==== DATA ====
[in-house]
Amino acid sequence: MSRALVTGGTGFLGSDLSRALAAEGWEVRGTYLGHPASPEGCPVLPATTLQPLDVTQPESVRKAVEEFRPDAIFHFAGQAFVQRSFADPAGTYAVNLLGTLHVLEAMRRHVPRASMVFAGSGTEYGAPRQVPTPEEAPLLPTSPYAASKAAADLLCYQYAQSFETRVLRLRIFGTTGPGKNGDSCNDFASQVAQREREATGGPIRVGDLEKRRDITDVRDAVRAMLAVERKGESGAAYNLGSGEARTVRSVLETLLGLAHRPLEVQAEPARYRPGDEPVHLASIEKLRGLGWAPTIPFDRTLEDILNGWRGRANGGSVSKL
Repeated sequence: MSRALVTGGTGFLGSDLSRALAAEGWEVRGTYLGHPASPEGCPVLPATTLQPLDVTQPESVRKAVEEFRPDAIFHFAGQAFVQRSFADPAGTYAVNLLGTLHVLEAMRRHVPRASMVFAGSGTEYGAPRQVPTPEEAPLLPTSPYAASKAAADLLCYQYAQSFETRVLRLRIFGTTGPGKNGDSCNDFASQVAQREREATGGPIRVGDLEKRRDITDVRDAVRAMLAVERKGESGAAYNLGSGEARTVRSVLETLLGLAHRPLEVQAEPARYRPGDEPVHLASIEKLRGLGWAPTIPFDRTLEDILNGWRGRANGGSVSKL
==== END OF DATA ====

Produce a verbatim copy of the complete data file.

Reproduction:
[in-house]
Amino acid sequence: MSRALVTGGTGFLGSDLSRALAAEGWEVRGTYLGHPASPEGCPVLPATTLQPLDVTQPESVRKAVEEFRPDAIFHFAGQAFVQRSFADPAGTYAVNLLGTLHVLEAMRRHVPRASMVFAGSGTEYGAPRQVPTPEEAPLLPTSPYAASKAAADLLCYQYAQSFETRVLRLRIFGTTGPGKNGDSCNDFASQVAQREREATGGPIRVGDLEKRRDITDVRDAVRAMLAVERKGESGAAYNLGSGEARTVRSVLETLLGLAHRPLEVQAEPARYRPGDEPVHLASIEKLRGLGWAPTIPFDRTLEDILNGWRGRANGGSVSKL
Repeated sequence: MSRALVTGGTGFLGSDLSRALAAEGWEVRGTYLGHPASPEGCPVLPATTLQPLDVTQPESVRKAVEEFRPDAIFHFAGQAFVQRSFADPAGTYAVNLLGTLHVLEAMRRHVPRASMVFAGSGTEYGAPRQVPTPEEAPLLPTSPYAASKAAADLLCYQYAQSFETRVLRLRIFGTTGPGKNGDSCNDFASQVAQREREATGGPIRVGDLEKRRDITDVRDAVRAMLAVERKGESGAAYNLGSGEARTVRSVLETLLGLAHRPLEVQAEPARYRPGDEPVHLASIEKLRGLGWAPTIPFDRTLEDILNGWRGRANGGSVSKL